The weather decided to break when the Irish Farmers Journal decided to bring back the Grass+ page.

Despite heavy rain in most parts over the last week, most farms are in a good place as a result of the exceptionally mild and dry winter.

Grass growth rates over the winter averaged 5kg per day which is a very high average and usually confined to just those in mild, coastal areas.

As a result, the average amount of grass on farms is higher than normal at 895kg DM/ha.

This means that on a typical 40ha farm there’s almost 36t of feed waiting to be grazed.

If this is managed correctly, it will all be grazed and reappear by the end of March – that’s the great thing about early grazing.

Of course, being able to graze this grass is dependent on the weather – something we can’t influence.

In reality, the best we can do is make the best decisions for the farm on a day by day basis.

There are tips and tricks to help improve utilisation. The first and most important of these is to make sure cows and cattle have an appetite when they go to grass.

If their bellies are full of silage all they will be interested in is walking around doing damage as opposed to keeping their heads down and grazing.

Either hold them in a yard for a few hours before turnout or push away silage a few hours before turnout to build up an appetite.

Early spring grazing will save silage therefore lowering costs for 2022.


  • Make sure cows and cattle have an appetite before going out for grass. Silage is the enemy of good grazing in spring.
  • Allocate grass in 12- to 24-hour breaks depending on ground conditions. Always back fence to prevent animals walking over grazed sections.
  • Use on-off grazing where necessary. This means grazing for three hours at a time and then back in the shed with limited access to other feeds.
  • Use multiple access points to minimise damage at gaps and use spur roads to get to the back of paddocks.
  • Be mentally prepared for some damage – it’s inevitable!
  • Beef farms

    Joe Deane – Carrigaline, Co Cork

    Stocking rate (cows/ha): 3.2

    Growth rate (kg/day): 6

    Average farm cover (kg/ha): 1,150

    Yield (l/cow/day): -

    Fat %: -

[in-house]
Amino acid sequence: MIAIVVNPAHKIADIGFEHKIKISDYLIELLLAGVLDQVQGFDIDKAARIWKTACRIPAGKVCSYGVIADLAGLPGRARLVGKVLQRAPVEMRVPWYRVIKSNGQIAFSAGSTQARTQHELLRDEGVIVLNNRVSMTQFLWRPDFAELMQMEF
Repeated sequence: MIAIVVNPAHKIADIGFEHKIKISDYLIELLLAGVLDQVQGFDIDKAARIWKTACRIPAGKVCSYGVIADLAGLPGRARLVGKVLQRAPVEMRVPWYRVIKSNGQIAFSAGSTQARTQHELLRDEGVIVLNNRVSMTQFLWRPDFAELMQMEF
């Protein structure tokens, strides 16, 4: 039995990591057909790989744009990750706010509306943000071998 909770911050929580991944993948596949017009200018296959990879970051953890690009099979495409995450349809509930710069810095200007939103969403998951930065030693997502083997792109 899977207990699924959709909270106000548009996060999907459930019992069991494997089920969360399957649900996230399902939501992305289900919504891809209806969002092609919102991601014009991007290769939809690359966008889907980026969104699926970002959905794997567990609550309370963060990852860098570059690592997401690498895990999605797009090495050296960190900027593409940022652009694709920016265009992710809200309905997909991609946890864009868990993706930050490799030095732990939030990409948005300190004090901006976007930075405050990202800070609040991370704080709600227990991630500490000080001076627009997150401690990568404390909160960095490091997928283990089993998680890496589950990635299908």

Protein %: -

    Milk solids (kg/cow): -

    Supplement fed (kg/cow/day): 3kg

    We’ve had very little rain down here compared to other places, with just one wet night in the last week or so. We’ve 25% of the herd now calved, the due date was last Sunday so we’re doing OK. About 30% of the milking platform has got 2,500 gallons of slurry per acre with dribble bar and another 30% has got 20kg N/ha, which is 16 units/acre of urea.

    The rest have covers of 1,500kg and above so I’m going to give these slurry or fertiliser after grazing, depending on ground conditions. I’ve less than 10% grazed so far and have a few of the dry cows out to graze some wetter paddocks while conditions are good.

    Ronan Joyce – Castlebar, Co Mayo

    Stocking rate (cows/ha): 2.6

    Growth rate (kg/day): 4

    Average farm cover (kg/ha): 931

    Yield (l/cow/day): -

    Fat %: -

    Protein %: -

    Milk solids (kg/cow): -

    Supplement fed (kg/cow/day): 3kg

    I decided I wouldn’t spread chemical nitrogen until grass was growing 15kg/day. We did get slurry out on one-third of the farm about two weeks ago and when that’s growing 15kg/ha then I’ll go with 20 units/acre of urea on the rest of the farm. The slurry was spread at 2,000 gallons/acre with a trailing shoe. The plan is to spread 20 more units/acre in March and the same in April.

    January was a cracking month but it’s a different story now. I’ve 15 cows calved and we’re not due until the weekend.